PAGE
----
Accountable care. That’s one of the central pillars of healthcare reform/Obamacare/the Affordable Care Act. Given that Obamacare is built on transforming Medicare, the payment system from which all Holy Billing Codes and the pricing attached thereto flow, Accountable Care Organizations (ACOs) would seem, given their name, to be about accountability for care, right?

Not so fast. The “accountable” in ACOs has more to do with accounting than accountability. An ACO is defined as a network of doctors and hospitals that shares responsibility for providing care to patients. In essence, that network agrees to manage all of the health care needs of a minimum of 5,000 Medicare beneficiaries for at least three years. The ACO is indeed accountable for providing care, yet that 5,000-Medicare-beneficiaries-for-three-years is as much about accounting as it is about patient care.

Real accountability in healthcare is an elusive thing. I’ve said many times, here and elsewhere, that there are no guarantees in medicine, other than that there are no guarantees in medicine. That does not mean, though, that we should expect mistakes. Medicine is a human effort, with human failings embedded within it. We should help ourselves, and the medical-industrial complex, though, by taking advantage of the information available to us – patients, providers, all of us – to determine where to get the best and safest care.

jeopardy clue tileAccountability, in the accountable-actions definition, was codified in a California law that went into effect on January 1, 2007. That law gives the California Dept. of Public Health the power to fine hospitals up to $100,000 per event for what they call “immediate jeopardy”, which is defined thus: An immediate jeopardy is a situation in which the hospital’s noncompliance with one or more requirements of licensure has caused, or is likely to cause, serious injury or death to the patient. A situation is an immediate jeopardy at the time it occurred.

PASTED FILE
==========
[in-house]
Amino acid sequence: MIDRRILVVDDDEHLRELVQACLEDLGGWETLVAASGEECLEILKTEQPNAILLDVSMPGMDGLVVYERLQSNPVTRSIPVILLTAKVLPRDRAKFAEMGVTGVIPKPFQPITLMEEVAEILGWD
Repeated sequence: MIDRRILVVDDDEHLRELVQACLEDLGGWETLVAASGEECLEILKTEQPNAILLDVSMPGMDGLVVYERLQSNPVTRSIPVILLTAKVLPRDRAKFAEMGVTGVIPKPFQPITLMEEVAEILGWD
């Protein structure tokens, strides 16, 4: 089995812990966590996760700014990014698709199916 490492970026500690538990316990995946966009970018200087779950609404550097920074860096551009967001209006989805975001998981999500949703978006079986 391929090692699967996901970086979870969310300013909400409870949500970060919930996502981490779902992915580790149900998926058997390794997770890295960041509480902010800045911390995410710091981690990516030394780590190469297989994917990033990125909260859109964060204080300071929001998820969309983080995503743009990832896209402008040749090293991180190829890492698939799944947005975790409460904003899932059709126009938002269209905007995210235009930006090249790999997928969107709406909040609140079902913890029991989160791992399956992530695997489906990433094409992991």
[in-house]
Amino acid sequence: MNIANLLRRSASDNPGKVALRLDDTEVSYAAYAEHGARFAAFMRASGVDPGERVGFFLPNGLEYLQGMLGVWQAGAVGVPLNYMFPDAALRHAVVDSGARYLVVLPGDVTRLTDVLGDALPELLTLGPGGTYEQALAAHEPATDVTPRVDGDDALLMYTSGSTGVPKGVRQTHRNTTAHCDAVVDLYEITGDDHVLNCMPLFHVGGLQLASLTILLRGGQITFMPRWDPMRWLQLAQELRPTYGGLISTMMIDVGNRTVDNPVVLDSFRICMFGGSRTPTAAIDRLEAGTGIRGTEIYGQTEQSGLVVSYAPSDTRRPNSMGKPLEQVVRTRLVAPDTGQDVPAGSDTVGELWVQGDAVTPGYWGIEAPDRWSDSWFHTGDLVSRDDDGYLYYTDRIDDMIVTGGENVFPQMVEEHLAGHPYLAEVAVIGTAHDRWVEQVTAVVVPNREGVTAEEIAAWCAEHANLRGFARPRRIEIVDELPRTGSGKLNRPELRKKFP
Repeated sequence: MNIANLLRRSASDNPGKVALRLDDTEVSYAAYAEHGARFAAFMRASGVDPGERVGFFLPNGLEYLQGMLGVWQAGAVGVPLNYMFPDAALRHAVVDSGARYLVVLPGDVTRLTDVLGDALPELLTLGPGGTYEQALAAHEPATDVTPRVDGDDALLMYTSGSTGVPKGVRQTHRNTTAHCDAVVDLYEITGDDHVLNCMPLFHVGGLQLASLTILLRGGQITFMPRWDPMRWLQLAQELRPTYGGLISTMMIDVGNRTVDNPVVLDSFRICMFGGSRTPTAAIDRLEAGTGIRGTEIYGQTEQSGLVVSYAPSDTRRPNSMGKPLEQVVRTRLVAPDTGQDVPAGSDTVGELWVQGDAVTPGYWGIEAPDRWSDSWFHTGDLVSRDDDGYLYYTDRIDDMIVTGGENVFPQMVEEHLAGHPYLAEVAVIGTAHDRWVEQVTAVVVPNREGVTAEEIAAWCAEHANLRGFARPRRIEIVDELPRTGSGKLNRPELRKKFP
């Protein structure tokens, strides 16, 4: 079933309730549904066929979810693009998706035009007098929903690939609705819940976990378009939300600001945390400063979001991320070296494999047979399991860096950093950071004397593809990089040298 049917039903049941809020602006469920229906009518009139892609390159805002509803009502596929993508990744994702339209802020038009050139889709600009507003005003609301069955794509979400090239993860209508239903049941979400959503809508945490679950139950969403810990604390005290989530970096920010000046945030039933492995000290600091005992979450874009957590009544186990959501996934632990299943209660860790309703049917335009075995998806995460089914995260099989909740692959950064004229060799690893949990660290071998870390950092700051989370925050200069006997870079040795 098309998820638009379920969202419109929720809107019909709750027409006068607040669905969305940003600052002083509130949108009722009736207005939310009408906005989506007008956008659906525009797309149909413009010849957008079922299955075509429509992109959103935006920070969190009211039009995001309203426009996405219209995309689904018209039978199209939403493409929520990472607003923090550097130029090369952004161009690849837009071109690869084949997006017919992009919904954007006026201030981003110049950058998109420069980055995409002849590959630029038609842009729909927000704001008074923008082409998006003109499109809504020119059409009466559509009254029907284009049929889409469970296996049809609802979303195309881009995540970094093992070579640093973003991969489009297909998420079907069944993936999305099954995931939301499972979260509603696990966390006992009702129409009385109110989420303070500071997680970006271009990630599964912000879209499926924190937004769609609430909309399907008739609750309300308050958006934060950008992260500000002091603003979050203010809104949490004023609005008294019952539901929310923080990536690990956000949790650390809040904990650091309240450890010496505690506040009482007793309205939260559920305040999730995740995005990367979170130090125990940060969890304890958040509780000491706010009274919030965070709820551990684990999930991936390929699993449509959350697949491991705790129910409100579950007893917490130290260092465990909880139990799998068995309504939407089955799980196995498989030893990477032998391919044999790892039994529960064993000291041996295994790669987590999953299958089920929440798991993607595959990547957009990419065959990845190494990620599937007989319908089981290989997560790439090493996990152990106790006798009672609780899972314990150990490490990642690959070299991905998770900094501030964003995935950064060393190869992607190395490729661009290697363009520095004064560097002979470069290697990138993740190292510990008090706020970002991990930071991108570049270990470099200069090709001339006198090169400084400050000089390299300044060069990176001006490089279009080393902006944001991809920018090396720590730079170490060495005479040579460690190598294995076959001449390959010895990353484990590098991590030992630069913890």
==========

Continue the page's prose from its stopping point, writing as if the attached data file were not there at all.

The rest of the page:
Let’s play Immediate Jeopardy! I’ll take Medical Errors for $100,000! And the question is, “How much were California hospitals assessed in the most recent immediate jeopardy bitch-slap, Alex?” [the answer is in the blue tile]

Since the California law went into effect, 254 immediate jeopardy errors at 141 hospitals have been identified and fined, for a total of $10.4 million. $7.6 million of that has been paid. An article on Health Leaders Media gives the full story on the most recent round of errors, and the fines assessed. There’s also a link to the California Dept. of Health site, where all the incidents and fines since the law went into effect are available with just a few clicks. Some of those reports are truly alarming, even though they’re written up in very spare prose.

Here’s where becoming an e-patient delivers solid value: you learn how and where to look for reliable metrics on healthcare. Anyone can be an e-patient. Here’s how it worked in this instance, when I wanted some additional context for what I read in Health Leaders.

I read the article, and then, in a new browser tab, surfed over to a recent post on e-patients.net about the new Hospital Safety Score tool from The Leapfrog Group. I hunted up the safety scores – which run on an A through F scale, just like a school report card – for the 10 hospitals fined in the most recent round of Immediate Jeopardy. What I found was this:

  • Five of the fined hospitals were A-rated, yet one of them was fined at the highest level ($100K), twice, for repeated incidents
  • Of the other five facilities, two had B grades, and three got Cs

What did I take away from this dive into the medical-quality-metrics pool? What I take away from each dive I make into the healthcare ocean: transparency in healthcare is still in its infancy, but it’s getting clearer and clearer every day. Will it ever be crystal clear, letting patients make choices that are 100% guaranteed to have a great outcome? Please re-read the 3rd graf of this post for the answer there (hint: it’s “no”).

What we – patients, providers, payers, all of us – can do to make healthcare as clear and careful as humanly possible is to continue to call for immediate reporting of problems, to participate fully in each transaction we have with the industry, to share lessons learned when outcomes don’t match reasonable expectations. By helping each other heal the system, we can help heal ourselves in the process.

Everybody wins.